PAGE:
correct me if i'm wrong, but doesn't any customer support center always have a recording that comes on before you can speak with a human, saying, 'this call may be recorded for quality assurance'?

prole, above

Rest assured, my good fellow, that your calls are being recorded for Quality Assurance purposes. However, Quality Assurance measures only conformance to a strict set of 'guidelines':

  • Did the tech use the Official Greeting? (Never again will you wonder why we sound so soulless)
  • Did the tech get the customer off the line in ten minutes?
  • Did the tech use lots of we words (this is right off of our QA sheet) to build a rapport with the caller?
  • Did the tech step outside of the (extremely narrow) supported products list? (This is often worth more points than it has any right to, and explains why it's so hard to get help with anything other than The Product, the previous two versions of Windows, Internet Explorer, and Outlook Express.)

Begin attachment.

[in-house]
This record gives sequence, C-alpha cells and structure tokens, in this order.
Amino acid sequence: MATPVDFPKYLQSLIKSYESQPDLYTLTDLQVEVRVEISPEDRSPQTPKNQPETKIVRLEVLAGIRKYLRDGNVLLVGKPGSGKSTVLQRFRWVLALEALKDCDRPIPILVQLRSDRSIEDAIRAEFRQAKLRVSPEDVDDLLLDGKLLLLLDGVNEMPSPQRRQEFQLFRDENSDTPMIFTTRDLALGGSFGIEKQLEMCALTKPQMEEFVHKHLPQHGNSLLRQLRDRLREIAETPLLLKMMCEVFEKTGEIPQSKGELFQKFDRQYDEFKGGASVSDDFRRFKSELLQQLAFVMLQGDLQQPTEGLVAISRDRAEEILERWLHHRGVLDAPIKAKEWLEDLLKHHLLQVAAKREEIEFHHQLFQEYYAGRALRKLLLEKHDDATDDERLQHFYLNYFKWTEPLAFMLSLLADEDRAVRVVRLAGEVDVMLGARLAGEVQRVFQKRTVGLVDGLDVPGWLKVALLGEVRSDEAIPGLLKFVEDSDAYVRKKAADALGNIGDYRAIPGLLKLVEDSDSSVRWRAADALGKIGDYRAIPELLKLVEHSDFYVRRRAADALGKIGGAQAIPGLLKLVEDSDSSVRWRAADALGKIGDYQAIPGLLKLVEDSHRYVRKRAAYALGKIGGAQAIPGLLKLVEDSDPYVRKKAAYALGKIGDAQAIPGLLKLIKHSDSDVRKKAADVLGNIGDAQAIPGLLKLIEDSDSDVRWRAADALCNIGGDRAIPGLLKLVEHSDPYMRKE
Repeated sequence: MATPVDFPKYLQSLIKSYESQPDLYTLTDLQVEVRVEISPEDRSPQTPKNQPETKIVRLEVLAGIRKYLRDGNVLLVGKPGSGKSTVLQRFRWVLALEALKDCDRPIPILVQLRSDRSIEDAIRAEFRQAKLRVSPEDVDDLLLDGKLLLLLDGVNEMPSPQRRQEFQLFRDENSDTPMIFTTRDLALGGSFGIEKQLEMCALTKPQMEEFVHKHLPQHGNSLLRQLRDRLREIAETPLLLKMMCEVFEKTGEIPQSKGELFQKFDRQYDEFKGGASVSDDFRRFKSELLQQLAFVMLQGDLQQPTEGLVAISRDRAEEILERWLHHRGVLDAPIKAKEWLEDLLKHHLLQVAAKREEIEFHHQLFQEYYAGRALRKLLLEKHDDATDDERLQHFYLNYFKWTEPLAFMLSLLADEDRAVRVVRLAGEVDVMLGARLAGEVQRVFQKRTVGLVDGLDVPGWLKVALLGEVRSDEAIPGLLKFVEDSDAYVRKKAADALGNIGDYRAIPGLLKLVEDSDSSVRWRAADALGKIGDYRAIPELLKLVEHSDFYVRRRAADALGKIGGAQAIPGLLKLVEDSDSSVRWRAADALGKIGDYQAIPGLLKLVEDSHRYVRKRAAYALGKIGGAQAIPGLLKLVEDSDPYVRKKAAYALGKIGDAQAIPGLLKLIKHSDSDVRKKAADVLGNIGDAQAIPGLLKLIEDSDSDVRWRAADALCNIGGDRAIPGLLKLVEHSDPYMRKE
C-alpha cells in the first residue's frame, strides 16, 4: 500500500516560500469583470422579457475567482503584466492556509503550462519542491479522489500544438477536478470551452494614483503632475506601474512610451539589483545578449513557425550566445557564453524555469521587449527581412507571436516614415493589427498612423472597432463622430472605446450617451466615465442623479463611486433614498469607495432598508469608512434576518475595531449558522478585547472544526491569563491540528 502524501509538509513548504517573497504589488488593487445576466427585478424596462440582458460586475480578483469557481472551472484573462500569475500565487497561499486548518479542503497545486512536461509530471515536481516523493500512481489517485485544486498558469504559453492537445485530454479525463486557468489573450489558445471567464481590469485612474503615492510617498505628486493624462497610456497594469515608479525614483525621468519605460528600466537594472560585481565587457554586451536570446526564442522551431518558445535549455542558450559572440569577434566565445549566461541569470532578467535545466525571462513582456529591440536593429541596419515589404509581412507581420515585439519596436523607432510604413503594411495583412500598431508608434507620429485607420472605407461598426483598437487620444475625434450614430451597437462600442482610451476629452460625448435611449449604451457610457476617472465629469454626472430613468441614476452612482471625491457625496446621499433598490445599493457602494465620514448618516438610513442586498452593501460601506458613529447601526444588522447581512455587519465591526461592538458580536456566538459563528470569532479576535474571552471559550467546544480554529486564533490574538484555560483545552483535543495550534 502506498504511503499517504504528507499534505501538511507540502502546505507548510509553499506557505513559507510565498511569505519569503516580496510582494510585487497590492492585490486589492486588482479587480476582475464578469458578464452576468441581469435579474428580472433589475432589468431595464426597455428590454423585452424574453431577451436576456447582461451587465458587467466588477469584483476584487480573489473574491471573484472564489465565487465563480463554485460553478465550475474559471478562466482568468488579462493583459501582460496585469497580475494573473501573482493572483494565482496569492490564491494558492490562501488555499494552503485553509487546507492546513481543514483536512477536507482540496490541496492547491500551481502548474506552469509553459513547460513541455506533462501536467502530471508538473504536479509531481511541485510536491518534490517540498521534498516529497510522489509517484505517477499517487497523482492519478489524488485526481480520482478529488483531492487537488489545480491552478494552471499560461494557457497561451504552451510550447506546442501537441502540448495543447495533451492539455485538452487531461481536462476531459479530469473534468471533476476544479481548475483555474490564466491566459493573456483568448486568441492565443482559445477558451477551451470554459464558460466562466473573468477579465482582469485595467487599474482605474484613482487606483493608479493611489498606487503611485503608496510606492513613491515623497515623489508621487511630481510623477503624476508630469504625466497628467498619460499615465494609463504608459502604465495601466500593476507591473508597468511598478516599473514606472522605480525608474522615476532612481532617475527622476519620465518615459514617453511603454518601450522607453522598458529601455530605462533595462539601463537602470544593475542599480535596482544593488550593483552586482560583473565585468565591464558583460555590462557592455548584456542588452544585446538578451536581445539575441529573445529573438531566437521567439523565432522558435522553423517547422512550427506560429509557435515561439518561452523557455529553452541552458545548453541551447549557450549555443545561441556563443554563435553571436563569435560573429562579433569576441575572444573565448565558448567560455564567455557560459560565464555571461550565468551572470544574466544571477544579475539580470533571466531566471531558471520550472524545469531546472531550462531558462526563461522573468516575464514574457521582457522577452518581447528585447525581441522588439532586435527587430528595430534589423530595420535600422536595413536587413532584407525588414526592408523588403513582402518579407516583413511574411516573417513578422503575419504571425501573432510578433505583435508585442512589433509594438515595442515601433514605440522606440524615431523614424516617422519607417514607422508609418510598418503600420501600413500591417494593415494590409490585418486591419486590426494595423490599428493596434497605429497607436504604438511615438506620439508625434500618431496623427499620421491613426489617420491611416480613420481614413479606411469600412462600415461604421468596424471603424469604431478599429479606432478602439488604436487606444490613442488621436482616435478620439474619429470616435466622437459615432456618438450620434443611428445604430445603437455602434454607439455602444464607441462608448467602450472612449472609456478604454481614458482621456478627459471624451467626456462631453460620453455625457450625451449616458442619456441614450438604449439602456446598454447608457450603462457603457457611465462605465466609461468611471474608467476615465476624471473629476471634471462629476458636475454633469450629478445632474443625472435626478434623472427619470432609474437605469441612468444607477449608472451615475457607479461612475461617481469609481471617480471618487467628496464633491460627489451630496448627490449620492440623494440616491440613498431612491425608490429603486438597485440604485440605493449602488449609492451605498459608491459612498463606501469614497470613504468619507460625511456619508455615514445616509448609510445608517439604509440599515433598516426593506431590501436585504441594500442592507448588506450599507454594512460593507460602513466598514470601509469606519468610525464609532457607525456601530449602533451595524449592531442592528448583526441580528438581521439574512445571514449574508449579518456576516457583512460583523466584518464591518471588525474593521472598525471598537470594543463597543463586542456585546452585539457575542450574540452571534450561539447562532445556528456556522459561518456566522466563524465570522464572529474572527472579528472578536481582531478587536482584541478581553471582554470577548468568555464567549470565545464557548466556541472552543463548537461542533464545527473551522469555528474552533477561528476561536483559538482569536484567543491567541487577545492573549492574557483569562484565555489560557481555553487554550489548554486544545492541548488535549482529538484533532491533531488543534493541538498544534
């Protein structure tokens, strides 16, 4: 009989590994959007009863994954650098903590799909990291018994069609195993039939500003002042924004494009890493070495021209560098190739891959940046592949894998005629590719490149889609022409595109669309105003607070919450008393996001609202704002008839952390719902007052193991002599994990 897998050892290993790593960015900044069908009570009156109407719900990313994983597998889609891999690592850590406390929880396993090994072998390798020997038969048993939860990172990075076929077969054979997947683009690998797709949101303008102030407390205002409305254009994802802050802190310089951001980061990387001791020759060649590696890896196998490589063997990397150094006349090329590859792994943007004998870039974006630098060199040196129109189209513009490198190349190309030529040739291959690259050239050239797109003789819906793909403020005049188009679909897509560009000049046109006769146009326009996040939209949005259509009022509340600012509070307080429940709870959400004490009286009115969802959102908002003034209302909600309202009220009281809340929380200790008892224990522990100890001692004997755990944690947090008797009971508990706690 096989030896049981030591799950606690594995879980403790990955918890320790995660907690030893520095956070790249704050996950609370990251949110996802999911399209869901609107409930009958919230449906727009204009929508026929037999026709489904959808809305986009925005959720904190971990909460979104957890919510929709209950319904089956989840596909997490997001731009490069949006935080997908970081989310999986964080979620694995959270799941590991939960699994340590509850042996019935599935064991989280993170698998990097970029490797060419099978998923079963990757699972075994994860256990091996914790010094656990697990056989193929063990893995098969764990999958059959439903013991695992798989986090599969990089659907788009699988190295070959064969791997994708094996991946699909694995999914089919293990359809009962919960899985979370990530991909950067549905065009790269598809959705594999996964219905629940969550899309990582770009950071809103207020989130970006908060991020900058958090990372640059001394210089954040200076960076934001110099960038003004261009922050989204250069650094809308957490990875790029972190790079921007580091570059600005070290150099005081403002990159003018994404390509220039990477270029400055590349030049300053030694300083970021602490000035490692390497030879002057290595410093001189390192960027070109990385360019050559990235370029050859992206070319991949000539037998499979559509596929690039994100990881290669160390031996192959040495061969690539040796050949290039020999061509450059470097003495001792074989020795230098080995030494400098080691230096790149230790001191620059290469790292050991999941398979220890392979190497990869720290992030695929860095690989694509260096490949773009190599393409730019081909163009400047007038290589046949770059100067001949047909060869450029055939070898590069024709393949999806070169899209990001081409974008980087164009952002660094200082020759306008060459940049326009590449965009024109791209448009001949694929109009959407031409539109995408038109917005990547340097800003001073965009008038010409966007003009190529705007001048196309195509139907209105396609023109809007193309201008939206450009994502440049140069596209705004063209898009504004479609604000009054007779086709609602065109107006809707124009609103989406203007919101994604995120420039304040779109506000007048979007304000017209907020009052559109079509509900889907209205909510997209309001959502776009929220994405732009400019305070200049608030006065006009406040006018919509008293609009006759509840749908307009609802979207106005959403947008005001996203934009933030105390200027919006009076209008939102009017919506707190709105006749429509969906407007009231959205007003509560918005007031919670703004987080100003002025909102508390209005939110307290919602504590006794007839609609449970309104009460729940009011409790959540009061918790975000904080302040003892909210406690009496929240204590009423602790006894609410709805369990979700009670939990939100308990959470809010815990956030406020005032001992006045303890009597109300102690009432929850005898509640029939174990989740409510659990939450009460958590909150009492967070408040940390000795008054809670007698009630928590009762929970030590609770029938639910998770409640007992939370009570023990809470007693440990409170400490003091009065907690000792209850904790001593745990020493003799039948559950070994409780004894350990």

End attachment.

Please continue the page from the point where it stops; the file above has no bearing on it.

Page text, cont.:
• Did he ask all the mandatory questions? (Which is why ISP support lines almost always ask what operating system you have, even if it's obviously a problem with the connection, not the computer. Imagine the conflicts this can generate with the previous rule.)

Note that nowhere in the list does it require that the technician have any idea what he's doing. Half the time he's just reading off a script tree anyways. Your best hope in most situations is to just go along with it; he'll escalate you eventually.

Generally, internal helpdesks are more useful and less constrained than customer support lines; theoretically you can go down the hall and fix it yourself if you work in the same building and you don't have to worry about losing the caller's custom. Internal helpdesks are also less concerned about irate callers deciding to sue the company.